Surgical removal of the cyst is typically a last treatment option, but doctor may recommend it if your cyst causes significant discomfort or affects your vision. Doctors perform the outpatient procedure under general anesthesia, but it could be done under local anesthesia if it’s a minor procedure. An antibiotic ointment will be applied to your eye during surgery to reduce the risk of infection.

Surgeons make a small incision on the surface of your eye to remove the cyst. If there are any stitches, they will dissolve on their own. Your doctor will prescribe antibiotic drops after surgery to prevent infection.

Cysts that recur after surgical removal are removed through cryosurgery (freezing), which is a less-invasive and less-expensive option than surgical excision. It may require several treatments to be effective.

Your doctor also could recommend high-frequency radio-wave electrosurgery to remove conjunctival cysts.

Eyeball Cyst vs. Eyelid Cyst

To an untrained eye, eyeball cysts and eyelid cysts might seem the same. In fact, there is a big difference between the two.

An eyeball cyst is a fluid-filled sac that develops on the eye’s outer surface. In contrast, eyelid cysts are fluid-filled sacs that form under the eyelid. The table below shows the difference between eyeball and eyelid cyst.

Eyeball CystEyelid Cyst
The eyeball cyst is a benign tumor that forms on the eye’s conjunctiva. An eyelid cyst is a small, fluid-filled sac on the edge of your eyelid that forms near the base of your eyelashes.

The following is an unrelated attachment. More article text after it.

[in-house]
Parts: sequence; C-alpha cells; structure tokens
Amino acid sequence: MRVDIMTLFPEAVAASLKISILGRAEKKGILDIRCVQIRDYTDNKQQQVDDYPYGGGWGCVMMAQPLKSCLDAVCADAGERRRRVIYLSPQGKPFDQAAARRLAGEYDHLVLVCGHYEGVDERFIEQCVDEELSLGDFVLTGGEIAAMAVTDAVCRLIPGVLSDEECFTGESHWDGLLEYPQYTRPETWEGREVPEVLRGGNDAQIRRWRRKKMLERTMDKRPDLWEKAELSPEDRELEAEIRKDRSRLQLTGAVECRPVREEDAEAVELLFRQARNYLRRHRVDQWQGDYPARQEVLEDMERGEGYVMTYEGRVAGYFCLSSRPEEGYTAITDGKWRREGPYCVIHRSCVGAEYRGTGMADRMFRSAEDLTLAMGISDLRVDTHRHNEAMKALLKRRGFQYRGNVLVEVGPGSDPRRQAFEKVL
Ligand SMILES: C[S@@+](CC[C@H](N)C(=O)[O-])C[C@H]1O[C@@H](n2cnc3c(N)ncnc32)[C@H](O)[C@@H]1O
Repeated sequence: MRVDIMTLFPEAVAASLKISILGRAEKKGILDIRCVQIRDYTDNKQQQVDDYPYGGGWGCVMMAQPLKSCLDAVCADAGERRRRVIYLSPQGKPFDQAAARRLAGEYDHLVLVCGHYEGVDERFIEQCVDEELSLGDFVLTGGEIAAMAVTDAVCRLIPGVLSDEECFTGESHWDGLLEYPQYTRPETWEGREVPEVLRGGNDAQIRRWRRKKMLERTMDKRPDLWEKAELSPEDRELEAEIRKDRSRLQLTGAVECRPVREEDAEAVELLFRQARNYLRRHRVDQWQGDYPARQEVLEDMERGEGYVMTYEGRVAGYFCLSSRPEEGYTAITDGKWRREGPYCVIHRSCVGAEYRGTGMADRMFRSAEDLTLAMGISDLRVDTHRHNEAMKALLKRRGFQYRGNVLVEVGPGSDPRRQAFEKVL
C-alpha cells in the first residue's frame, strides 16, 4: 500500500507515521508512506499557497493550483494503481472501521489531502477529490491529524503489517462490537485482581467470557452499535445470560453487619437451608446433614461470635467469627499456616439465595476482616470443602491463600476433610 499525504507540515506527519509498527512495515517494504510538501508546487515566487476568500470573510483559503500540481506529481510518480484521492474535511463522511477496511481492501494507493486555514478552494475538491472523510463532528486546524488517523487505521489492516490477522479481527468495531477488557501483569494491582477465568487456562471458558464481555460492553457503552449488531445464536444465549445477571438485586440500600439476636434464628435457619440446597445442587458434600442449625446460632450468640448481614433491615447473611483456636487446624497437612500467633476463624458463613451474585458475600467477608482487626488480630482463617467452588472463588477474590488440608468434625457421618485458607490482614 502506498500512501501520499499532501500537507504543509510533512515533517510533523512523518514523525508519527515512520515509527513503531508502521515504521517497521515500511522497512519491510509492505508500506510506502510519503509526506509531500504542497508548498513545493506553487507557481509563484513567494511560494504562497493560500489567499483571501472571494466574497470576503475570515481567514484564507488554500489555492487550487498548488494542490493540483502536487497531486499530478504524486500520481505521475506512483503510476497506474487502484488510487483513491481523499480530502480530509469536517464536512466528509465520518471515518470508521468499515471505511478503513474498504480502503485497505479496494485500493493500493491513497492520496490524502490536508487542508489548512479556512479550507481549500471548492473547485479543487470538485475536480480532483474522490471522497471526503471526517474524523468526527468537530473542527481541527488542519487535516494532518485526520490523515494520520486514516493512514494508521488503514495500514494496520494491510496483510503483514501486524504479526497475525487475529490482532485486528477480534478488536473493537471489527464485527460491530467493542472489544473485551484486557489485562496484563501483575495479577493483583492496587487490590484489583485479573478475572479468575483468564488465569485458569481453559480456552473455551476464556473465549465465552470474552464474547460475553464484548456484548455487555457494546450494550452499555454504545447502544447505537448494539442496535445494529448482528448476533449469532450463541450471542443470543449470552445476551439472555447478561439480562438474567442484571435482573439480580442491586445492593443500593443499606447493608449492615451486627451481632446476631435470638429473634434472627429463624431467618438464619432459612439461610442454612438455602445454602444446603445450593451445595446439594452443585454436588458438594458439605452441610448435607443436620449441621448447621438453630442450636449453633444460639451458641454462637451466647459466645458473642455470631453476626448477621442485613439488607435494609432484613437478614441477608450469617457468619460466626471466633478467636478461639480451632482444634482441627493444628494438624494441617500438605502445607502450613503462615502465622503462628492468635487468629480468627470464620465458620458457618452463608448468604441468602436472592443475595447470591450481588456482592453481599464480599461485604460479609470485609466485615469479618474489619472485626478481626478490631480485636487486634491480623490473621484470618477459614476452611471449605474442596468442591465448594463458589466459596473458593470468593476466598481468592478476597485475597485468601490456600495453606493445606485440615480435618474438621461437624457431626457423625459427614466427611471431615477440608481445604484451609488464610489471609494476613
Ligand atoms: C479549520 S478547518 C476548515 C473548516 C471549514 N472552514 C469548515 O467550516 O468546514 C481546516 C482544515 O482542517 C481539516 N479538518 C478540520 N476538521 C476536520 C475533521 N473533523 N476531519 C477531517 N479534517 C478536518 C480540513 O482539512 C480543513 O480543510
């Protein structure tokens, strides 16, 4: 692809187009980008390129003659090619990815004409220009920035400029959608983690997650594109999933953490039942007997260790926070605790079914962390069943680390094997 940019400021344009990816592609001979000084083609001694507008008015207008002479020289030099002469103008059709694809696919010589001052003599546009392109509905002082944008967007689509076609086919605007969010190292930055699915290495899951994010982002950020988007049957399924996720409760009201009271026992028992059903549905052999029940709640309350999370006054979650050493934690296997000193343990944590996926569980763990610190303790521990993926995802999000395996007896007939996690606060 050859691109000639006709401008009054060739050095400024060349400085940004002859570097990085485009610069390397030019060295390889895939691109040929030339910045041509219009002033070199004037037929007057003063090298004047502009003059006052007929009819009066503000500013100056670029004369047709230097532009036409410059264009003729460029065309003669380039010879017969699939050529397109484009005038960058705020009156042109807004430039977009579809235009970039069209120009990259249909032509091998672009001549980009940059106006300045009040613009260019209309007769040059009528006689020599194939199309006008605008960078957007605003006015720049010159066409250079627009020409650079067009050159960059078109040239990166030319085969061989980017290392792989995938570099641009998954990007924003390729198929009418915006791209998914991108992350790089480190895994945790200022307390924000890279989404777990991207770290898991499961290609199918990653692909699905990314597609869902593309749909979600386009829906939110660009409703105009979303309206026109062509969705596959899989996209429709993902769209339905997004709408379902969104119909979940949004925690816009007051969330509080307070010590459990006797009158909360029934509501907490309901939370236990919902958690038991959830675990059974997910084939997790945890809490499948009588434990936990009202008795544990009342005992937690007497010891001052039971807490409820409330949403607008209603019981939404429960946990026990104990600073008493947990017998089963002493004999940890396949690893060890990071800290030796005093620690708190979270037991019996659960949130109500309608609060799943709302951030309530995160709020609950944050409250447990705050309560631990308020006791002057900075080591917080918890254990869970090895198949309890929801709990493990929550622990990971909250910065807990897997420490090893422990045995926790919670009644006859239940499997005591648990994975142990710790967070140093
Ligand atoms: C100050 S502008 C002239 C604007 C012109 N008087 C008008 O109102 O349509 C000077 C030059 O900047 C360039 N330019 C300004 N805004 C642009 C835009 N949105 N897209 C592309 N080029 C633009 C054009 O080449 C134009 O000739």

Eyeball cysts can affect vision, cause pain and increase the pressure within the eye.Eyelid cysts can be unsightly but do not usually harm vision or cause pain. 
Caused by genetic defects, inflammation or trauma to the eyeForms when the Meibomian glands in eyelids become blocked.
Eyeball cysts may require surgery to prevent blindness, infection and other complications.Eyelid cysts often go away without treatment but may need to be drained if they become infected or cause discomfort.
Eyeball cysts are more common in adults. Eyelid cysts are more common in children. 

Conjunctival Cyst Prevention

You can prevent conjunctival cysts from occurring and recurring by keeping the eyes clean and free of debris that could injure the conjunctiva or cause an infection. Some tips:

  • Avoiding rubbing and touching your eyes with your fingers.
  • Avoid wearing contact lenses for an extended time and when there are signs of ocular conditions.
  • Avoid dirty towels or washcloths on your face, especially your eyes.